RCA ‘On Tour’, a smorgasbord of innovation…
Study trips searching for innovation and cutting edge technology used to focus on retailers and the brands who brought glamour to our high streets. But as we all know retail is under pressure and the macro trend which seems to be replacing it is growth in the casual dining sector.
Eating and drinking in shopping centres used to take up 10% of the floor space and customers could expect the usual suspect brands; KFC, Subway, McDonalds and friends. In this world our customers expected little and got what they expected.
How the tables have turned. The shopping destinations of the future have up to 50% of their floor space given over to eating and drinking. The consequence is amazing levels of competition and innovation. On the high street where I live five major retail and fashion brands have closed in the last year only to be replaced by the new generation of casual dining brands: Itsu, Leon, Gail’s Bakery and others.
The result for our consumers is simple: quality and choice. It is into this world that our customers go every day of the year. They are expecting and being given fresher, tastier, more unusual choices, with excellent, fast and motivated service. This is the new normal.
With this in mind a hard core of Raceday Experience Group trustees ventured out into the chill December air to find out what’s new on the high street and in the wondrous array of emergent food and drink venues that service it. This is what we found:
Apple has started to take itself rather seriously. It has moved from creating funky retail spaces to crafting civic places, a forum in ancient Greek or Roman speak, a place for people to meet, to interact and to learn. The consequence is a store which focuses more on its architectural setting than on any innovation to deliver the product in an unusual and creative way. This truly is gentrification. The next step, of course, is ruin!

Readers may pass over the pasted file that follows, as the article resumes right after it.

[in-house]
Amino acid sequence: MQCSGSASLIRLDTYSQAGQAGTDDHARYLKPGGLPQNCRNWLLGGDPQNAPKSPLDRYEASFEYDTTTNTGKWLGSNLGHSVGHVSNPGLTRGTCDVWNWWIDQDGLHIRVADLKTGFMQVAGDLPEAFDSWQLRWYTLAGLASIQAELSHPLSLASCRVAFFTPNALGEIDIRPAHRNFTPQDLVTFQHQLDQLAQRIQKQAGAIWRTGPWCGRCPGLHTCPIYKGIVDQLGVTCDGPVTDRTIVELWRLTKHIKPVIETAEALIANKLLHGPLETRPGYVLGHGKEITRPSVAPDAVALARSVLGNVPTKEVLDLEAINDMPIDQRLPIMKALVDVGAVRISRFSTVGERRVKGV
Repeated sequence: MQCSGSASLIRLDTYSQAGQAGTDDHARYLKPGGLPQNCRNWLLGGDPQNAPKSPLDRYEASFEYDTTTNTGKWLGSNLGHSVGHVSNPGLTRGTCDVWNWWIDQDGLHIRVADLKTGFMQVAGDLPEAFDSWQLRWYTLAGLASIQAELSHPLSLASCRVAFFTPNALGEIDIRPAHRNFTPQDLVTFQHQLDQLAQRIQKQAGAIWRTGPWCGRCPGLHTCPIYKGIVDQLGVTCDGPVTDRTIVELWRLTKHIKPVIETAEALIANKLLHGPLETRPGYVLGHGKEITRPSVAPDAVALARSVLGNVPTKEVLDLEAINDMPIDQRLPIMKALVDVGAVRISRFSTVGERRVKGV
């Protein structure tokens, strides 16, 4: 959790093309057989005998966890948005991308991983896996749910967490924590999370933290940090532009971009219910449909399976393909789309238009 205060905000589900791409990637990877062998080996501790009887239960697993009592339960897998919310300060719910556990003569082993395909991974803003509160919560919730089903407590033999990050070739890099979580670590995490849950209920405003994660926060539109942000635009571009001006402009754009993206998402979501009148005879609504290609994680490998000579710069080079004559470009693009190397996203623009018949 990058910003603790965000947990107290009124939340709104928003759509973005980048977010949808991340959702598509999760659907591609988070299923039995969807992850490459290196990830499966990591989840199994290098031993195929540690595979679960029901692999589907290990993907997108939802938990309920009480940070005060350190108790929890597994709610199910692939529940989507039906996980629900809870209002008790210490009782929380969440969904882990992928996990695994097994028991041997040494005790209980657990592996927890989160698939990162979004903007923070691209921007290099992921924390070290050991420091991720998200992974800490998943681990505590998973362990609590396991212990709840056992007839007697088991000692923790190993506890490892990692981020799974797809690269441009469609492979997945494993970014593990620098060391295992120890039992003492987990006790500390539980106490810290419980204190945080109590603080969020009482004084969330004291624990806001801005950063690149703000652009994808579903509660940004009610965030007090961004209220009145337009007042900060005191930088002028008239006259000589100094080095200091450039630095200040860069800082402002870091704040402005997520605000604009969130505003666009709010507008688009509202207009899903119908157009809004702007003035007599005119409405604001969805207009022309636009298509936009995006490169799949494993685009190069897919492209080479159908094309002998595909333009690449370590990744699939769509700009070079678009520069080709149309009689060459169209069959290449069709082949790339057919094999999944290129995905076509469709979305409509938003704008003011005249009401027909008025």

In search of something new we trotted along to John Lewis on Oxford Street. 2016 was the year that VR came of age and many brands are now introducing VR as a tool to help guests experience their products. At John Lewis the highly popular Christmas advertisement is brought to life as guests romp in the garden with Buster the dog and his friends. A smart application of technology, narrowing the divide between the broadcast, online and the real in-store experience.
After a hard afternoon spent bouncing on the trampoline, our intrepid explorers climbed to the roof of John Lewis and into the wonderful highland forest of Mac & Wild.
With wonderful props, real trees and a lively sense of humour, this pop-up forest, bar and restaurant was a true delight.
The Hunting Lodges (dressed up garden sheds) can be rented privately and are impeccably decorated, with a Bluetooth enabled sound system, Hot Toddy bell and wonderful service. What more could we ask for. In truth it was a bit of a challenge getting the team to move on. Bravo!
Nicely warmed we ventured off in search of new delights. Let’s chomp through a selection: